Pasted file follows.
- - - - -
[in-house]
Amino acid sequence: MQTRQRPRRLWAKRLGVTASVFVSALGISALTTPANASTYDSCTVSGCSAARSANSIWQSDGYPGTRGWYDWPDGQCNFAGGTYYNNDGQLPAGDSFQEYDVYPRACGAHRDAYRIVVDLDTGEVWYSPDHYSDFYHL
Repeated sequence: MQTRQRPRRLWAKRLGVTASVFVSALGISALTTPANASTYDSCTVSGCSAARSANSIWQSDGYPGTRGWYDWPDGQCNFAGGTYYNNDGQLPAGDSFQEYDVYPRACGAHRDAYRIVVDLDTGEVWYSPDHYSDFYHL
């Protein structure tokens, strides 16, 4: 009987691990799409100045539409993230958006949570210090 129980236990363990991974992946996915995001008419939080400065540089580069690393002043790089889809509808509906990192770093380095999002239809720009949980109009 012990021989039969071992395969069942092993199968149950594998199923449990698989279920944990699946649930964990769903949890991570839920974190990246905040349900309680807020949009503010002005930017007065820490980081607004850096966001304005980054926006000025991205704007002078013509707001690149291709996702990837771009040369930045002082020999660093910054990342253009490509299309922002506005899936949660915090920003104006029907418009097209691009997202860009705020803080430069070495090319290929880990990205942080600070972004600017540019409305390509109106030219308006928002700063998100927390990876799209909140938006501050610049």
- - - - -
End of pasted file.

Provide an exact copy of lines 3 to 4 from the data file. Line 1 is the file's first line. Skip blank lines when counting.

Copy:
Repeated sequence: MQTRQRPRRLWAKRLGVTASVFVSALGISALTTPANASTYDSCTVSGCSAARSANSIWQSDGYPGTRGWYDWPDGQCNFAGGTYYNNDGQLPAGDSFQEYDVYPRACGAHRDAYRIVVDLDTGEVWYSPDHYSDFYHL
């Protein structure tokens, strides 16, 4: 009987691990799409100045539409993230958006949570210090 129980236990363990991974992946996915995001008419939080400065540089580069690393002043790089889809509808509906990192770093380095999002239809720009949980109009 012990021989039969071992395969069942092993199968149950594998199923449990698989279920944990699946649930964990769903949890991570839920974190990246905040349900309680807020949009503010002005930017007065820490980081607004850096966001304005980054926006000025991205704007002078013509707001690149291709996702990837771009040369930045002082020999660093910054990342253009490509299309922002506005899936949660915090920003104006029907418009097209691009997202860009705020803080430069070495090319290929880990990205942080600070972004600017540019409305390509109106030219308006928002700063998100927390990876799209909140938006501050610049």